I was diagnosed with emphysema at 42 years old, mild to moderate COPD.
I have been on Advair and Spiriva with Combivent as a fast acting inhaler.
My question is what are the effects of being on these medications indefinitely, and should I be on both or just the Spiriva? I guess I feel better taking them but worry about the long term effects on the rest of my body. I feel like I have arthritis in my hands and am wondering if its from these meds, also pins and needles feelings in my hands.
I have been excercising and quit smoking.
I have insomnia.
I have small children and worry constantly about getting worse.
The other part of my question is does emphysema have to get worse, and will it get worse if I go off the medication?
To the best of our knowledge, there are no long-term adverse effects from either Advair™ Diskus® (fluticasone propionate and salmeterol) Inhalation Powder or Spiriva® HandiHaler® (tiotropium bromide inhalation powder). However with the highest dose of Advair™ Diskus® (fluticasone propionate and salmeterol) Inhalation Powder one might experience steroid side effects, such as cataracts, osteoporosis, hypertension etc.
Most individuals will experience benefit from taking one or the other of these medicines. A small percentage of all people with moderate to severe chronic obstructive pulmonary disease (COPD)/emphysema will experience increased benefit from taking both.
It is extremely unlikely that the arthritis and pins and needles, you mention, are related to these medicines or to the COPD/emphysema.
You have made a wise choice to quit smoking and exercise. Both of these will help you to combat the effects of COPD/emphysema.
COPD/emphysema is caused by inflammation of the airways. It is this inflammation that results in damage to the lungs and loss of lung function. Smoking cessation causes a marked reduction in inflammation; in many instances, the inflammation and progression of COPD/emphysema cease completely. The degree to which this healing occurs is unpredictable. It is dependent in part on the number of years of smoking and the total amount of cigarettes smoked.
What is practically guaranteed, however, is that with smoking cessation, the rate of loss of lung function will diminish. Since everyone, smokers and non-smokers, loses some lung function with aging, at some point the progression of your lung function loss will approach that of people who have never smoked. What is also guaranteed is that, if you at age 42 with signs of COPD/emphysema were to resume smoking, your loss of lung function would almost certainly progress rapidly.
A final note: The development of COPD/emphysema at an early age raises the possibility that you may have a genetic predisposition to the development of this disease, called alpha-1 antitrypsin deficiency. If you have this defect, it is likely that other family members, such as parents, siblings and your children, might have it also. Ask your doctor to check you for this and, if you have it, all your other family members should be checked.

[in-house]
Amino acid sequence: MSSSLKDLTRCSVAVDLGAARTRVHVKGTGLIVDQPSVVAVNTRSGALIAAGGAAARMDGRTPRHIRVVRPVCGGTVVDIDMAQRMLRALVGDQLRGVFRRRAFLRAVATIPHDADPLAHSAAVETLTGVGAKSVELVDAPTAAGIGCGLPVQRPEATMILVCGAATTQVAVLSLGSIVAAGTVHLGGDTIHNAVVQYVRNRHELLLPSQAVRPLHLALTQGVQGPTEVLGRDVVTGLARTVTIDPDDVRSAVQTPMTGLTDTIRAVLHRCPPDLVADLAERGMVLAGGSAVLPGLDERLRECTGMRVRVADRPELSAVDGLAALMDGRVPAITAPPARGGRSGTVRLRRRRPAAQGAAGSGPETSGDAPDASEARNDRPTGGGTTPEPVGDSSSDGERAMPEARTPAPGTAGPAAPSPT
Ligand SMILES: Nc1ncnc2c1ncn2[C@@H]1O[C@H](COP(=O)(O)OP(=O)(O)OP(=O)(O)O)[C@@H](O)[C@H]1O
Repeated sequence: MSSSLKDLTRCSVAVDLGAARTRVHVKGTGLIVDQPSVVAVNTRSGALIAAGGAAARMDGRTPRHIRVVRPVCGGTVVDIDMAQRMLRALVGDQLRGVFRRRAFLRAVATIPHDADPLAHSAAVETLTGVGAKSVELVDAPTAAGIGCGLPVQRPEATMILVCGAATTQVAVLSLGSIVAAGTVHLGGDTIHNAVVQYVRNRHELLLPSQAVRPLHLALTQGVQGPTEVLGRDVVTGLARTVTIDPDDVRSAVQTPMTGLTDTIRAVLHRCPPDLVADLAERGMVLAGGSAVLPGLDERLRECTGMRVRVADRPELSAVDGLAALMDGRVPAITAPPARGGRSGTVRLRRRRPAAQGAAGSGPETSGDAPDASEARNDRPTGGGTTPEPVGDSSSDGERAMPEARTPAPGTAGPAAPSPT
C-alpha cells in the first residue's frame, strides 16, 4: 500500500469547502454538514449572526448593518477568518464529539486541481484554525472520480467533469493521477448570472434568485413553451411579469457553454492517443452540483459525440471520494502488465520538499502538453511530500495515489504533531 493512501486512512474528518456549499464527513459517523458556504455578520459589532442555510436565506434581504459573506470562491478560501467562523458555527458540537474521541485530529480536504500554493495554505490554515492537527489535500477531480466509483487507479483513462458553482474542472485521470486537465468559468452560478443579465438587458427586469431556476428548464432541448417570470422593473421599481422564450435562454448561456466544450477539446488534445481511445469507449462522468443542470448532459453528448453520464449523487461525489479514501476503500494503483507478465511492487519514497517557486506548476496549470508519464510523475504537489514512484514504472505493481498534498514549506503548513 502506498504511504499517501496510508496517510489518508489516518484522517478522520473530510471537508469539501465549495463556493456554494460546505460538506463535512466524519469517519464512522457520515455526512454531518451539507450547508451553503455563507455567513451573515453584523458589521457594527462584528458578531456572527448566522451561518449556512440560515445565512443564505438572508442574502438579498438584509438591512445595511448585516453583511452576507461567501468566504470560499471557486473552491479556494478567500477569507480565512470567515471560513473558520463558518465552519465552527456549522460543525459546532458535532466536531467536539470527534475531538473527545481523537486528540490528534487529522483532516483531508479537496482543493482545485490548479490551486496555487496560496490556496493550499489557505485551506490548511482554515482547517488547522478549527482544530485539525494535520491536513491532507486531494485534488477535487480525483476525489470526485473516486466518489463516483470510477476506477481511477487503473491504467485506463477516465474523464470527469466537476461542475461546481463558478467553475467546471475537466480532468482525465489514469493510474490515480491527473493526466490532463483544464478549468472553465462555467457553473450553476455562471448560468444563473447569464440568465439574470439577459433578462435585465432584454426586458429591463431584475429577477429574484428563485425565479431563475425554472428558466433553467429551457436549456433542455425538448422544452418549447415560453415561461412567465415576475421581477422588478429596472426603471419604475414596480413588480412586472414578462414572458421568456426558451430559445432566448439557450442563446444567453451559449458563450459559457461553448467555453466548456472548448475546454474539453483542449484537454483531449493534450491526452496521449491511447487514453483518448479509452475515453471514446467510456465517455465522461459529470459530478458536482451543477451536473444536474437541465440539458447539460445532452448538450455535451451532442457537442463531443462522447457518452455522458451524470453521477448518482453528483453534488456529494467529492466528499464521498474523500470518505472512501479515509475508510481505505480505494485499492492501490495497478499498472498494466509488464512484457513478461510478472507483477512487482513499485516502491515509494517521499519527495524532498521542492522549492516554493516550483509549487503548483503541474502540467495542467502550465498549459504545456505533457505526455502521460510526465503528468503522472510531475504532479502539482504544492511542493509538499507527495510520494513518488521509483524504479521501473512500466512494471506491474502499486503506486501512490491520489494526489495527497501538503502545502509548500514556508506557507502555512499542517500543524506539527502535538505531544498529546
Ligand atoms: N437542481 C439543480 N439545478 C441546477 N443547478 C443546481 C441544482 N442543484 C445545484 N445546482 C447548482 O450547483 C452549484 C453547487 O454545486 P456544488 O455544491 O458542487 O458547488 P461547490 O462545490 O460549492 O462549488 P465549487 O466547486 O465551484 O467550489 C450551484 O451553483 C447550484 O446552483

Congratulations on quitting smoking! That's the best treatment possible and will improve your health, as well as that of your family and children. Exercising is also key to optimal health.
With mild to moderate COPD and taking good care of yourself by quitting smoking and exercising, you should do very well.
You should speak with your physicians about your pins & needles feelings in your hands. One of the possible side effects from the Serevent component in Advair is possible muscle stiffness and pain (I know that was something I experienced in the 4 years I was on Serevent). Fortunately, for me, I was and am able to breathe well enough without the Serevent, which we discontinued. You can ask your physician about discontinuing this medication and perhaps trying Foradil, if you need another long-acting bronchodilator. In my case, we just discontinued the Serevent & had a brief trial of Foradil, which we also discontinued (it caused my resting heart rate to be higher than was comfortable). Of course, it is possible to develop arthritis in our 40s, but if the onset has been related to your medication, I would discuss this possibility with your medical providers.
Spiriva has a very good safety profile and has been used for many years in Europe. It is one medication that has been shown to help improve lung function. I have not heard or read of it causing pain or stiffness in joints and have been taking it daily for years now. You should address all your medication questions to your physician and pharmacist.
When you avoid all sources of lung irritation as you have by quitting smoking, you are doing everything you can to stop or slow the progression of emphysema. I was diagnosed with severe emphysema in 2000 at age 42 and my lung function has remained stable over these past 7 years; I have read of many others who have also had their lung function remain stable over many years with emphysema and chronic bronchitis. The key is to practice good hygiene, avoid infections, keep up to date on your flu and pneumonia vaccines, and optimally treat all of your health conditions.
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